Short takes from this week's news
Number of teleworkers doubles in eight years
The number of people who are teleworking, mainly from home, has more than doubled in the past eight years to stand at 2.4 million, according to figures from the Office of National Statistics. Back in 1997, when the data was collected for the first time, the figure was 920,000. Teleworkers now account for 8% of all workers.
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Abbey shifts product manuals onto intranet
Abbey has deployed Open Text Livelink web content management to move product and procedural data held in technical manuals onto a single, web-based consolidated network accessible by all of the bank's 25,000 staff. The data migration was completed in three months and coincided with the consolidation of several corporate intranets into one centralised system.
Games depot passes go with supply chain app
Hobbyist retailer Games Workshop has implemented a supply chain system from Manhattan Associates to improve productivity at its new £8m warehouse. The application, Manhattan's Warehouse Management for Open Systems, is integrated with Games Workshop's pick-to-light system from Siemens - an order-picking system based on LEDs - and head-office Sage application.
Vosa's e-booking project veers off-course
A government agency has admitted that its online system for booking annual tests for trucks and buses has caused "difficulties for customers". The Vehicle & Operator Services Agency (Vosa) implemented the system on 30 August. Vosa said, "We are working with our IT partner, Atos Origin, to resolve the issues with the new system."
IT investment increases productivity, says LSE
Investment in IT improves the productivity of UK business, according to research by the London School of Economics sponsored by the DTI. The study, which looked at more than 7,500 businesses, found that investment in hardware and software was associated with "significantly higher" output per worker. US firms located in the UK invested 40% more per worker in ITthan the average, and non-US multinationals operating in Britain spent 20% more. Domestic firms spent "much less" than the mean figure.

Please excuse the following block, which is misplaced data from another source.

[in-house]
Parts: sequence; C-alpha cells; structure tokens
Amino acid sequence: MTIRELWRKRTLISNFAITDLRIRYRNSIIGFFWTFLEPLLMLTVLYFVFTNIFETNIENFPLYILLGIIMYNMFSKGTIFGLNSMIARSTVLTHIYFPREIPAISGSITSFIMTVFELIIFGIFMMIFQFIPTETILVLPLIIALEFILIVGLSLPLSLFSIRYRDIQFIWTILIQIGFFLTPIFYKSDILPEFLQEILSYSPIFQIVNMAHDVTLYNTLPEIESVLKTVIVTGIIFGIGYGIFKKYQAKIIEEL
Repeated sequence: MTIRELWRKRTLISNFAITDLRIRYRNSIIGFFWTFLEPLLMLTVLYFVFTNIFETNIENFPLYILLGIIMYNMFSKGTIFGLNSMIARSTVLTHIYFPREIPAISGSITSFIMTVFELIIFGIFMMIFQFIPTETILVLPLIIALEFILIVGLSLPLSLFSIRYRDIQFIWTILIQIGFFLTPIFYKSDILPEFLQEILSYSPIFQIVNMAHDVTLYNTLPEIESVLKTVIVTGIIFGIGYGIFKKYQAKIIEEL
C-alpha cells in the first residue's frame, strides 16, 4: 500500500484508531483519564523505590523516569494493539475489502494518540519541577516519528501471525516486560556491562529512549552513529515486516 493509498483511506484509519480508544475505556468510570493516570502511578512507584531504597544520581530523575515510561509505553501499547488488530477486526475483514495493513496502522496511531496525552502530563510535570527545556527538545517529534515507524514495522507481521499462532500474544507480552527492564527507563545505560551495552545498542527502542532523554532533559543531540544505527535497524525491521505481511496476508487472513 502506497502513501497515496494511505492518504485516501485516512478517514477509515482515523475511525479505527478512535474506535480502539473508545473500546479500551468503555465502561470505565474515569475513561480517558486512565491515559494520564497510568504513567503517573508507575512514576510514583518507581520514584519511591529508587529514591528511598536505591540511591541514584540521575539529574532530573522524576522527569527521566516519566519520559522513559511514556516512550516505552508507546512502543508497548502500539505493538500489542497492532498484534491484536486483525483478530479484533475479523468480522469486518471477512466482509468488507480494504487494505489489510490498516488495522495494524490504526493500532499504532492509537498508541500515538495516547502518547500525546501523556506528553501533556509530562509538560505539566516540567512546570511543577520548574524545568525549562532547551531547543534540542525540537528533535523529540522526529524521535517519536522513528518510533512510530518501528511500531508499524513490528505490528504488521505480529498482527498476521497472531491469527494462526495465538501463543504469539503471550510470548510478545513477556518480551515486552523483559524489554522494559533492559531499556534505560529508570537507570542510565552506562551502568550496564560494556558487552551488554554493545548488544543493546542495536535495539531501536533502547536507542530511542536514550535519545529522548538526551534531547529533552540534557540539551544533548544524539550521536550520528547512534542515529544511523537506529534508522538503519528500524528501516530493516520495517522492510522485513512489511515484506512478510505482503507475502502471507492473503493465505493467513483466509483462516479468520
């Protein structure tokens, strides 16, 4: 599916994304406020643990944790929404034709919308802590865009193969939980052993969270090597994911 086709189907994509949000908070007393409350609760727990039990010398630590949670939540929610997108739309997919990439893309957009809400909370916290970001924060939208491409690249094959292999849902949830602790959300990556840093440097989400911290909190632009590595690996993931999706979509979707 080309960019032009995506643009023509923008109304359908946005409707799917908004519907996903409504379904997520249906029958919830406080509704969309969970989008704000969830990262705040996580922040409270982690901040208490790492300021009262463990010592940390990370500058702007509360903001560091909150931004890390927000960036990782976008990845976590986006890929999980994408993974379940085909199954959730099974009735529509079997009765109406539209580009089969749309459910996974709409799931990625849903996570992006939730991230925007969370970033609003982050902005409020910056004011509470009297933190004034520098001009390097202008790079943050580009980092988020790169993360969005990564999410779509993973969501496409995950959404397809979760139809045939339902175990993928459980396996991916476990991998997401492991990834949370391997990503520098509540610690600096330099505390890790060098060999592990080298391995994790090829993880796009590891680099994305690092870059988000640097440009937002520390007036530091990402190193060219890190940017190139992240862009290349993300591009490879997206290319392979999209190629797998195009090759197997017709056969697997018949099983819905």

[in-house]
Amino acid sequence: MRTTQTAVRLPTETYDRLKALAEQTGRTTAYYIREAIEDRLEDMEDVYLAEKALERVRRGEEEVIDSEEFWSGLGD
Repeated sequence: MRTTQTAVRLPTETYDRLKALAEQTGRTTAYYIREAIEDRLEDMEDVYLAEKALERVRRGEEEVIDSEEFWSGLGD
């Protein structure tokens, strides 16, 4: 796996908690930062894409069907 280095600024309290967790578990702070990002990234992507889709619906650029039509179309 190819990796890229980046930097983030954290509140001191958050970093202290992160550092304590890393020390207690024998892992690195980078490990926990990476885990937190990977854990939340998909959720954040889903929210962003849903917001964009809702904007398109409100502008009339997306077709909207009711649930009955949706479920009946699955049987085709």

Microsoft outlines security strategy
Microsoft chief executive Steve Ballmer has outlined Microsoft's security strategy and product roadmap. Ballmer said a new product, Microsoft Client Protection, would help protect business desktops, laptops and file servers from malware threats. It also announced a new industry group - the SecureIT Alliance - through which security suppliers can integrate their software into the Microsoft platform.
Scotland's NHS 24 systems investigated
The IT systems used by round-the-clock healthcare helpline NHS 24 are being investigated in a fatal accident inquiry in Scotland. On October 4, the inquiry heard that the nurse had used questions prompted by NHS 24's IT system. A girl, Shomi Miah, died from meningitis several hours after the nurse, Annie Gray, advised her that the IT system said she did not have the infection.
Lloyds TSB to trial smart tokens with customers
Lloyds TSB is to trial technology designed to improve the security of internet banking. The trial will test the public's reaction to using a range of smart token devices which generate one-time passwords. Matthew Timmis, internet and ATM director for the bank, said, "We are currently considering a number of different ways to tackle online fraud. Two-factor solutions are just one stage of the journey towards an overall security package."
Steria awarded £250m probation service deal
The National Offender Management Service has awarded a £250m contract to Steria to supply IT services to the National Probation Service. Steria is already contracted to the service and will move over to the new contract in January. Within the terms of the variable six- to 10-year contract the National Probation Service is expected to fully integrate with HM Prison Service systems.
Eight Windows patches in MS monthly update
As part of its monthly patching cycle, Microsoft plans to release eight security alerts today (11 October 2005) for flaws in the Windows operating system. At least one of the alerts is labelled "critical" - Microsoft's highest risk rating. Microsoft also plans to release a security bulletin about an issue that relates to the Exchange e-mail server. This issue is rated "important".